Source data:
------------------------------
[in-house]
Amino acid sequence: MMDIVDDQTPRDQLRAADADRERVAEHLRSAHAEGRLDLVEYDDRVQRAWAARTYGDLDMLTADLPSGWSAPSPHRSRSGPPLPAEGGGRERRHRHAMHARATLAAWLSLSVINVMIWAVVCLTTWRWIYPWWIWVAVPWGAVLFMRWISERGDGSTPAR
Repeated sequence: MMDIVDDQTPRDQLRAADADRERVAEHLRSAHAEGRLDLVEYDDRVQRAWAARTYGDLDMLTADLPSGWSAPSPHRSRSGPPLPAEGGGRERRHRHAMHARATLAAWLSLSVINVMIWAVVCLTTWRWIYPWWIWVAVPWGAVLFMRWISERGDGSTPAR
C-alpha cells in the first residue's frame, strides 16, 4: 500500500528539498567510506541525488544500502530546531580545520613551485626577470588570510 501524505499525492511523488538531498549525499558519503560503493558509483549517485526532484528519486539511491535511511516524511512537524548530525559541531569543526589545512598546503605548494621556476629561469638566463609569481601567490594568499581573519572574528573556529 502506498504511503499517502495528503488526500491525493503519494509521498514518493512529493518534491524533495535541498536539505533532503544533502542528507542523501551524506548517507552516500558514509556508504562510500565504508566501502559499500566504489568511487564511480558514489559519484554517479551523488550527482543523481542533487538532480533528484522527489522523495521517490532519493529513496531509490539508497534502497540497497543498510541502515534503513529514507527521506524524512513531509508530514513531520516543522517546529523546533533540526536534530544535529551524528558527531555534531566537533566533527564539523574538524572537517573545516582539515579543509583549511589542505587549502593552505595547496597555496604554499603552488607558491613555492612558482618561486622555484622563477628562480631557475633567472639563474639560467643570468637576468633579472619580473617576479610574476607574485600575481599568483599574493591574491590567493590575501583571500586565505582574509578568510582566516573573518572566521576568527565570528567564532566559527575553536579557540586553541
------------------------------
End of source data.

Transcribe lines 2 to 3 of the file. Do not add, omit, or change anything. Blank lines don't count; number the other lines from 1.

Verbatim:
Amino acid sequence: MMDIVDDQTPRDQLRAADADRERVAEHLRSAHAEGRLDLVEYDDRVQRAWAARTYGDLDMLTADLPSGWSAPSPHRSRSGPPLPAEGGGRERRHRHAMHARATLAAWLSLSVINVMIWAVVCLTTWRWIYPWWIWVAVPWGAVLFMRWISERGDGSTPAR
Repeated sequence: MMDIVDDQTPRDQLRAADADRERVAEHLRSAHAEGRLDLVEYDDRVQRAWAARTYGDLDMLTADLPSGWSAPSPHRSRSGPPLPAEGGGRERRHRHAMHARATLAAWLSLSVINVMIWAVVCLTTWRWIYPWWIWVAVPWGAVLFMRWISERGDGSTPAR